Optical lattice clocks (OLCs) have progressed rapidly since the initial proposal in 2002, they now outperform even the best microwave clocks realizing the current definition of the SI second, as well as single ion optical clocks, thus becoming the best frequency references. While several groups worldwide are now pushing these new clocks towards their ultimate capabilities, one of the big challenges to face is to take full advantage of the statistical resolution -- or frequency stability -- that is intrinsically possible only with OLCs. Combining the benefit of a resonance with a quality factor of 10^15 and of 10^4 atoms probed simultaneously, a fractional resolution of 10^-17 could be achieved after only one second of integration. This would correspond to an integration time reduced by 6 orders of magnitude with respect to microwave clocks. The research project presented here aims at developing strategies to reach this unprecedented level of resolution, and explore ways to possibly overcome it.
Such a resolution is an enabling property for the development and applications of OLCs. The rapid integration time it yields dramatically speeds-up the characterization of systematic effects, which opens the way to characterize the systematic frequency biases with an uncertainty below 10^-18. Also, OLCs offer numerous applications in both fundamental and applied science, in particular in relativistic geodesy, that will be reachable with such a statistical resolution, in particular with the remote comparisons between European using a fiber-based all optical clock network.
This project combines two devices. The first one leverages a new generation of ultra-stable Fabry-Perot cavity. The ``clock laser'', stabilized on this new generation cavity, will dramatically push down the current limitation of the frequency stability of OLCs, namely the sampling of the clock laser noise, or Dick effect. But it also opens new challenges that this project aims at addressing. Transporting such a frequency stability to the atomic cloud, at the heart of an OLC, without degradation is, as of yet, unexplored. We propose to demonstrate this stability transfer on two OLC apparatus operated with strontium atoms available at SYRTE, and, as a consequence, to report for the first time on frequency stabilities of the clock in the 10^-17 range after 1 s of integration time. To further explore the clock stability, we will explore ways to combine the two Sr clock systems to optimally sample the residual laser noise by either synchronously interrogating the clock, either by combining them into a dead-time-free clock. As a consequence, the stability of OLCs is expected to reach a fundamental limit, the quantum projection noise (QPN). We will study ways to shrink down this limit by increasing the number of atoms, while keeping under control the effect of cold collisions on the clock accuracy.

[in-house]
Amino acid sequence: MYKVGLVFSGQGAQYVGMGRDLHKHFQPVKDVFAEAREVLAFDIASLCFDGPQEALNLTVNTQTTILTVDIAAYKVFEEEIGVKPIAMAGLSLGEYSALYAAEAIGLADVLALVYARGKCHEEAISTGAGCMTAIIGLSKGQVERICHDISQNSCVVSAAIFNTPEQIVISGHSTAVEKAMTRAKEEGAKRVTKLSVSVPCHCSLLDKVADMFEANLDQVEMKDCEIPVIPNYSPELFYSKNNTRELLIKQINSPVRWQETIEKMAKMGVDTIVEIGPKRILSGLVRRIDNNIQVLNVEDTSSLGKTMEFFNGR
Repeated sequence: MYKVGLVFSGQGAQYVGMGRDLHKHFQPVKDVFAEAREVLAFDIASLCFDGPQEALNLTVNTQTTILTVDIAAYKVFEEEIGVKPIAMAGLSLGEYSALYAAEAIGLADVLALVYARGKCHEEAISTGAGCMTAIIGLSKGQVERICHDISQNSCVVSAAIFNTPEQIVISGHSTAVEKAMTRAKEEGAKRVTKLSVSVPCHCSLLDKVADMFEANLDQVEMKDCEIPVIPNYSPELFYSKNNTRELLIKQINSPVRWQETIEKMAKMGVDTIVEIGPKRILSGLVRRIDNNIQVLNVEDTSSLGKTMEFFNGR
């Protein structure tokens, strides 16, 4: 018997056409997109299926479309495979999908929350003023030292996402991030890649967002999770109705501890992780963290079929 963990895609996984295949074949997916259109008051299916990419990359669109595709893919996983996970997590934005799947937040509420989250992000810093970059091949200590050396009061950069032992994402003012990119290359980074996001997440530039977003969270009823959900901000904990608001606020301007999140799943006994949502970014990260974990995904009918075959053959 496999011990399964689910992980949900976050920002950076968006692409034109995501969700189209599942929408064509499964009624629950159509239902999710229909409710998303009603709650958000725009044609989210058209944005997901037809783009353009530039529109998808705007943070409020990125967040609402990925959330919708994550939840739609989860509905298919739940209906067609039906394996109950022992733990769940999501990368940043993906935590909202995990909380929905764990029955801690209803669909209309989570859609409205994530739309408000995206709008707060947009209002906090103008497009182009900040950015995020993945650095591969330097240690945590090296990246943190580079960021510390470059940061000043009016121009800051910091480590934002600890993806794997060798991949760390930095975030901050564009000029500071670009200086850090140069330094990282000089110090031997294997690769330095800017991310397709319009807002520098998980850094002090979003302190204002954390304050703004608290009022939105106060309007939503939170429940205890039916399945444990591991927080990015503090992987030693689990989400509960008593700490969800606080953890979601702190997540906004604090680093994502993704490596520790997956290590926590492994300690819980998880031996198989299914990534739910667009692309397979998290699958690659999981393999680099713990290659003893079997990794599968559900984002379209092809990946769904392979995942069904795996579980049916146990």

The second device under study in this project is more exploratory. It aims at bringing to clock techniques that allow for statistical resolutions beyond the QPN. For this, we will make use of cavity-based non-destructive detection systems which will be implemented in the two Sr OLCs. This detection system enables to generate non-classical atomic states whose correlations enable to overcome the QPN. The possibility to use such states, yet unexplored for optical transitions, is well adapted to OLCs, in which a significant number of atoms are confined in an optical lattice.
In this project, the USC to uncover the QPN in OLCs, and the cavity-assisted detection system to overcome the QPN, are combined together to demonstrate unprecedented statistical resolution in any frequency standard. This project will demonstrate the possibility to improve OLCs with fundamental physics techniques, and enable the multiple applications of OLC beyond the field of metrology.
Monsieur Jérôme Lodewyck (SYRTE, UMR 8630 CNRS/Observatoire de Paris/UPMC)
The author of this summary is the project coordinator, who is responsible for the content of this summary. The ANR declines any responsibility as for its contents.
SYRTE SYRTE, UMR 8630 CNRS/Observatoire de Paris/UPMC
Help of the ANR 239,782 euros
Beginning and duration of the scientific project: September 2016 - 36 Months